Settlement Agents: Aren’t They All the Same?

What does your settlement agent do, and does it matter who you use?

The simple answer is that the settlement agent coordinates the services of the Realtor, lender, homeowner’s insurance agent, surveyor, appraiser, seller’s settlement agent, and numerous others to ensure that your closing occurs when you expect it to, and without any problems.  Sounds simple, but hours of phone calls, emails, and faxes are required in preparation for your actual closing.

If you have participated in a closing where you entered the room, signed numerous documents, and then left without any last minute issues, then pat your settlement agent on the back – you found a good one.

Settlement agents are similar to the officials in a basketball game: the less you notice them, the better they’re doing.

Here’s what some of our recent customers have said about us:

“Your office was wonderful and the only stabilizing factor in two hectic closings.  They went above and beyond, and were so accommodating to my crazy schedule.  Please pass along my gratitude to all involved.”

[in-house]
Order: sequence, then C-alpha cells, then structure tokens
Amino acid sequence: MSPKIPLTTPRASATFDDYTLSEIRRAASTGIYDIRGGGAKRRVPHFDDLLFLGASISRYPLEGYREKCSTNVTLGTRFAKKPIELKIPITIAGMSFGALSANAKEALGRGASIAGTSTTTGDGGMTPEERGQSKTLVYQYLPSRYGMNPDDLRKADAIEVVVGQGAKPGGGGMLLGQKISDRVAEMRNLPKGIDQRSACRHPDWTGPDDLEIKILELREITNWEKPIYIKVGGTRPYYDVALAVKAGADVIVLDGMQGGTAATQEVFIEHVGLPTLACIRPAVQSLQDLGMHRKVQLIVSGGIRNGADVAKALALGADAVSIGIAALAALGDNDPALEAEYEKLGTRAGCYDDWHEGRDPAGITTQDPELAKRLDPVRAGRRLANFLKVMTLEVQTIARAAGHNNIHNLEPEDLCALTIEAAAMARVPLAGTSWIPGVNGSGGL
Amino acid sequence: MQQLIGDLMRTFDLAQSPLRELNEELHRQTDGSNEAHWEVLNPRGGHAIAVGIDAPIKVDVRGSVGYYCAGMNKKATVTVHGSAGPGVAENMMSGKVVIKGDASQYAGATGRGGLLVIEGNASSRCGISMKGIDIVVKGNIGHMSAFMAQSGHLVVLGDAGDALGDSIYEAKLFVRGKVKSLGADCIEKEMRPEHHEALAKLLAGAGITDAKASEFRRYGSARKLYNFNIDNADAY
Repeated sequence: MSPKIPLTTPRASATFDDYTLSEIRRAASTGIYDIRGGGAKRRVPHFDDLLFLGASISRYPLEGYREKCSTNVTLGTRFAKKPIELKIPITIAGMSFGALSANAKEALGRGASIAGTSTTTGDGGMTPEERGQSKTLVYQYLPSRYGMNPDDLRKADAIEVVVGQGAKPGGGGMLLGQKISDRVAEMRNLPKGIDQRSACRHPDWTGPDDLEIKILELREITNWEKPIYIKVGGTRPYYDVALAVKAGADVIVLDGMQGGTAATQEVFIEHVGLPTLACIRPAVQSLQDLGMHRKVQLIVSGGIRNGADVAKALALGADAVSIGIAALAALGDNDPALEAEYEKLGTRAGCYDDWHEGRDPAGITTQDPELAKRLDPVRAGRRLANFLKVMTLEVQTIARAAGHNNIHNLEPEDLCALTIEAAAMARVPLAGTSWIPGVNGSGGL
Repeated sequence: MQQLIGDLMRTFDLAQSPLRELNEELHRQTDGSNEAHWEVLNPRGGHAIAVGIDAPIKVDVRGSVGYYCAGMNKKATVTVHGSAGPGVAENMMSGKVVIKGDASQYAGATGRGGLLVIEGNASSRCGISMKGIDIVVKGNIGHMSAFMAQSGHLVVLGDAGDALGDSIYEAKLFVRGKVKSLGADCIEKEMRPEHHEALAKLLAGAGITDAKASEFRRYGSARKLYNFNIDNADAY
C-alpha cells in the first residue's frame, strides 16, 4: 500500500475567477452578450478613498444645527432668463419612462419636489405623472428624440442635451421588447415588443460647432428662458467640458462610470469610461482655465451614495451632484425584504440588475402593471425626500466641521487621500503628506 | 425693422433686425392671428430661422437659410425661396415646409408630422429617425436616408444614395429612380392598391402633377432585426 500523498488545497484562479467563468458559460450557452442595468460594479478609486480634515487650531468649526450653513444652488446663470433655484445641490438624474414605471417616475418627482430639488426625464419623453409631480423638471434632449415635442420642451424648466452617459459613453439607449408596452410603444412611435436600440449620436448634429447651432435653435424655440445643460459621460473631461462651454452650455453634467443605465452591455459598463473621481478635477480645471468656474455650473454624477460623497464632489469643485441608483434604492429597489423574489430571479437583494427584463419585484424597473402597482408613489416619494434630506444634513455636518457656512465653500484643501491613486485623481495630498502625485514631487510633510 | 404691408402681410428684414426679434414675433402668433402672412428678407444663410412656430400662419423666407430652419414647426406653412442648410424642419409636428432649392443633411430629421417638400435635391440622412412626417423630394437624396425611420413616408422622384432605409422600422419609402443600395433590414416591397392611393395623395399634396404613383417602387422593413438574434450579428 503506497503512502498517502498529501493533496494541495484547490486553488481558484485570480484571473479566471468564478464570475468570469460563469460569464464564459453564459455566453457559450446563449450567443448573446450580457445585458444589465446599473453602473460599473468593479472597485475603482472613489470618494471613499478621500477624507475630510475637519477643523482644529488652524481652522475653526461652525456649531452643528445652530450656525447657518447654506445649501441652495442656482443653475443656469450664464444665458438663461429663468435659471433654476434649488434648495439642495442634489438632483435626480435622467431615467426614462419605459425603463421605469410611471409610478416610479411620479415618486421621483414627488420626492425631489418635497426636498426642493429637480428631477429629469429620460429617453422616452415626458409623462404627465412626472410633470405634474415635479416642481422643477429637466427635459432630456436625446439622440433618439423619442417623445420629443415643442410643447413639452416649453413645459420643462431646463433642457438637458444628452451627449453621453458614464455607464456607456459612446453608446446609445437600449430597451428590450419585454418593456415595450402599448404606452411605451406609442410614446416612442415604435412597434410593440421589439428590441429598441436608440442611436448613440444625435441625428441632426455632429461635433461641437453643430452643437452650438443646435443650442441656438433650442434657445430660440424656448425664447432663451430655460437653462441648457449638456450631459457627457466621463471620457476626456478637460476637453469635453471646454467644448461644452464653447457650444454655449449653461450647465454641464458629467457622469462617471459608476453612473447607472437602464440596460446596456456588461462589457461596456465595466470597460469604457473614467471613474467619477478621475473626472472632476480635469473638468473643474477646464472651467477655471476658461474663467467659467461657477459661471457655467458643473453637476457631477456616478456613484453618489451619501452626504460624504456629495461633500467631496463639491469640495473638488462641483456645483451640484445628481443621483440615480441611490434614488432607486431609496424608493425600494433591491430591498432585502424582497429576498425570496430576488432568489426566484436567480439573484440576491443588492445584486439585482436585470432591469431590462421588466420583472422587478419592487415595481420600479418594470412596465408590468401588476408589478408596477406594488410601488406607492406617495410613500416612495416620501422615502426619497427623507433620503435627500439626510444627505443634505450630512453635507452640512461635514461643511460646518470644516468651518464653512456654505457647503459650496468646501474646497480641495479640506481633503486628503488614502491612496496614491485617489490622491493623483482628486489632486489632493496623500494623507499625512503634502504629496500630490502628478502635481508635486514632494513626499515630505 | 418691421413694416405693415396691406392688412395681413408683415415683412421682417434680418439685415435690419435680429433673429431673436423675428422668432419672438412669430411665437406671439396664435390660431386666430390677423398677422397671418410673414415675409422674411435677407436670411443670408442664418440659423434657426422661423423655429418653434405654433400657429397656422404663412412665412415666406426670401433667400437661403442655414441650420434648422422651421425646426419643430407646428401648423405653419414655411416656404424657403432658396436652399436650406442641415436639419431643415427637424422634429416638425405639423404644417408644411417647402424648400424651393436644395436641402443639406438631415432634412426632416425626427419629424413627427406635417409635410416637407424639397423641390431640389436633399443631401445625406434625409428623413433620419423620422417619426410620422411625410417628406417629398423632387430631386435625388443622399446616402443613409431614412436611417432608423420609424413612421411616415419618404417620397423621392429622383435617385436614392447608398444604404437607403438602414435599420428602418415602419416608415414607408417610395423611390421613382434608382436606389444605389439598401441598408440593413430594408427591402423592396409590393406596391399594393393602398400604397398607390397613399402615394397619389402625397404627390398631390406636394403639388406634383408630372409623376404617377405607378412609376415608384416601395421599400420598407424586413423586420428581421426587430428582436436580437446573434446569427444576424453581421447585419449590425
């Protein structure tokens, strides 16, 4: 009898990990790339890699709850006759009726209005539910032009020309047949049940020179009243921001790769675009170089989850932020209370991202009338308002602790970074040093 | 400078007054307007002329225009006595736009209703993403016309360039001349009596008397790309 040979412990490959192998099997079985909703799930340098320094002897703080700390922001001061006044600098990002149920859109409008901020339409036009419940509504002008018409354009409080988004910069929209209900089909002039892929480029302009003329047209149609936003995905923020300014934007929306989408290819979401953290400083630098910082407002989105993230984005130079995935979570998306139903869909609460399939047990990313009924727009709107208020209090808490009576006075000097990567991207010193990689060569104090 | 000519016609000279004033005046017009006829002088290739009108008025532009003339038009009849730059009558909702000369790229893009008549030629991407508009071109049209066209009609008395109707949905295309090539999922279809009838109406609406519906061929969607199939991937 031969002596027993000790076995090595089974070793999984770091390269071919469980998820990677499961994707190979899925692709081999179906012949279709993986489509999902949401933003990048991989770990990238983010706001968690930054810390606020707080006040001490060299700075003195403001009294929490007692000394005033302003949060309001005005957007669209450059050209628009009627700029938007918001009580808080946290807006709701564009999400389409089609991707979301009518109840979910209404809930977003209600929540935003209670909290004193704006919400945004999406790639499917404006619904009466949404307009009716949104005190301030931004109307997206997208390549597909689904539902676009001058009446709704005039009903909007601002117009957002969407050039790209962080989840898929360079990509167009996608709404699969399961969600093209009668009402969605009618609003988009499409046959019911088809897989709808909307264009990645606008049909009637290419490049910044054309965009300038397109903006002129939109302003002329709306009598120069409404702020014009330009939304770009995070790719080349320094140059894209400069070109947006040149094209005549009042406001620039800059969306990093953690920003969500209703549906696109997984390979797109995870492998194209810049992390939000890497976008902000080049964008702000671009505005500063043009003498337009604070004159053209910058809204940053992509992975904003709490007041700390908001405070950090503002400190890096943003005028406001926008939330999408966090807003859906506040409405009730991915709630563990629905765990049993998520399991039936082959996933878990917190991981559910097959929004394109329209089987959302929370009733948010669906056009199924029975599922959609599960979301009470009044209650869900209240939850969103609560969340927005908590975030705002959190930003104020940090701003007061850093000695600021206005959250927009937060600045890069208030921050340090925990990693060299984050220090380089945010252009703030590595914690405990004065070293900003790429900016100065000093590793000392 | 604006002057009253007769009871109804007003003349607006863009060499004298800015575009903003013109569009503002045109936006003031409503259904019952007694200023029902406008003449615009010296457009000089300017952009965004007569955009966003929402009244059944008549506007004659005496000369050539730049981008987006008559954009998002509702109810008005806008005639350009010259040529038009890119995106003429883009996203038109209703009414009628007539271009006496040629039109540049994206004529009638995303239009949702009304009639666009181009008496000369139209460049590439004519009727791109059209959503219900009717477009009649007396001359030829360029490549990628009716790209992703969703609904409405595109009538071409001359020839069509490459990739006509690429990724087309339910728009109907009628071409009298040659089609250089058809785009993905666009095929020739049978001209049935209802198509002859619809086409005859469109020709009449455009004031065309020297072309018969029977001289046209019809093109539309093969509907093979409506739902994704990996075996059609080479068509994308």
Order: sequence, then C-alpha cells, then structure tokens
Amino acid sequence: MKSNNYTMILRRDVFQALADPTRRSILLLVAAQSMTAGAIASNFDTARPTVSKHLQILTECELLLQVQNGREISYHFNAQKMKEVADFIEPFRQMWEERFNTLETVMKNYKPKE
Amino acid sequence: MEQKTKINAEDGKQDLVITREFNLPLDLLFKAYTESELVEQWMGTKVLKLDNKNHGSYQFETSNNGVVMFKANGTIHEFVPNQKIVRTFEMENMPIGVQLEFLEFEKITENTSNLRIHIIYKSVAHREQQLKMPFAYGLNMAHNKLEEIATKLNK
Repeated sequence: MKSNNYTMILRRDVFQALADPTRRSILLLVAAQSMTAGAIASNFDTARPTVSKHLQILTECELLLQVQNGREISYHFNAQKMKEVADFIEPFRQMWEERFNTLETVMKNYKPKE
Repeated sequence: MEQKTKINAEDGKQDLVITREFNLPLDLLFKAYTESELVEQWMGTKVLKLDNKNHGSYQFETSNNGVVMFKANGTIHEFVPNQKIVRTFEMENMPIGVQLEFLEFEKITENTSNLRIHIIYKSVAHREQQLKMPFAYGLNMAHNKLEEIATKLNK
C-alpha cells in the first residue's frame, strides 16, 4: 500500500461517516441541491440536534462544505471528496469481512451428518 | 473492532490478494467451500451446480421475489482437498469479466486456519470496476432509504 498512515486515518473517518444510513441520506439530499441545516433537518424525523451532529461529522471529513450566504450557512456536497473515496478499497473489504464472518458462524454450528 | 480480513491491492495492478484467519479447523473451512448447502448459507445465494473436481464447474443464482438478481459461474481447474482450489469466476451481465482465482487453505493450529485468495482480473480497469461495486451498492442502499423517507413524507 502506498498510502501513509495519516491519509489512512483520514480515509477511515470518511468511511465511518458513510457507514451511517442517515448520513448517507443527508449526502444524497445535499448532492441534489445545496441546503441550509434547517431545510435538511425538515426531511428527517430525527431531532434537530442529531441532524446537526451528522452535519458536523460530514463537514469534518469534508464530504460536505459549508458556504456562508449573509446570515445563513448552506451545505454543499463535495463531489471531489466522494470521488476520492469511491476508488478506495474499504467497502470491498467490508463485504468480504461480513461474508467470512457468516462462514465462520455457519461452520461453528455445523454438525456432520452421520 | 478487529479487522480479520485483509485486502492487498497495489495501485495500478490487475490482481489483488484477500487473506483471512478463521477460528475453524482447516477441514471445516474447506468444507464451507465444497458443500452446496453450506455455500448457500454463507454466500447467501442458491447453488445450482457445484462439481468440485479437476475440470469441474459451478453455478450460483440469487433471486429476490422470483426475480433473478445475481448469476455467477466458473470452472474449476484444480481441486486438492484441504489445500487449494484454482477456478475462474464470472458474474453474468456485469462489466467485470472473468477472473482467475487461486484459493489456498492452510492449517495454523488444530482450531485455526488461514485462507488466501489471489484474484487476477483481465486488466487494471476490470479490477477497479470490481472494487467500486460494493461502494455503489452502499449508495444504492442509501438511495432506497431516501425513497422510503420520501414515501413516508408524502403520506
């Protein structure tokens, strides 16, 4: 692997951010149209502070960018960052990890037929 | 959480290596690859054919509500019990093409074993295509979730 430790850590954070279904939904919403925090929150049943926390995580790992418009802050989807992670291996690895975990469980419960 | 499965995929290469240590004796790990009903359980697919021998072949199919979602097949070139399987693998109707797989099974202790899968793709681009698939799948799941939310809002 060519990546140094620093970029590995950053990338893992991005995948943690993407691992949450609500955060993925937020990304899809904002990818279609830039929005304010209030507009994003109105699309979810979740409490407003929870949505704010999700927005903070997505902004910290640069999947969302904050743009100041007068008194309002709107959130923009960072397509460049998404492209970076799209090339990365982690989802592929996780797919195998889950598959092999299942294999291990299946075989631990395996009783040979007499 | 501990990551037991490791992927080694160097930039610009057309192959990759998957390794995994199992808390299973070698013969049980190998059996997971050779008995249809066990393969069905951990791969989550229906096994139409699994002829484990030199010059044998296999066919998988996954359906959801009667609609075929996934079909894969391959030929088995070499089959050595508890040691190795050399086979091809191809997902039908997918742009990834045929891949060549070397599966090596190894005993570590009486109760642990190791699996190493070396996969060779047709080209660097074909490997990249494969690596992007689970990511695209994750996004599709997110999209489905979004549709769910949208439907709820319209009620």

“We really appreciate how quickly and smoothly the whole process went.  We also appreciate the extra mile the officer went to complete our closing.  We were definitely pleased with the treatment we received and with the work performed.”

“Thank you for making this ‘first’ in my life so easy and comfortable.  I have already told others about the good service I received.”

Unlike hiring other professionals, if you become dissatisfied with the services of your settlement agent, it’s usually too late to make a change.  Before you select a settlement agent for your closing, get references from your Realtor, or from friends and neighbors.  Also, interview the settlement agent you are considering, to make sure they are responsive to your needs.  As the old saying goes, “an ounce of prevention is worth a pound of cure.”

– Ron Critzer

Please Note: Articles written by CST employees are the opinions of licensed title insurance agents and are based on experience as such.  They are not to be taken as legal advice.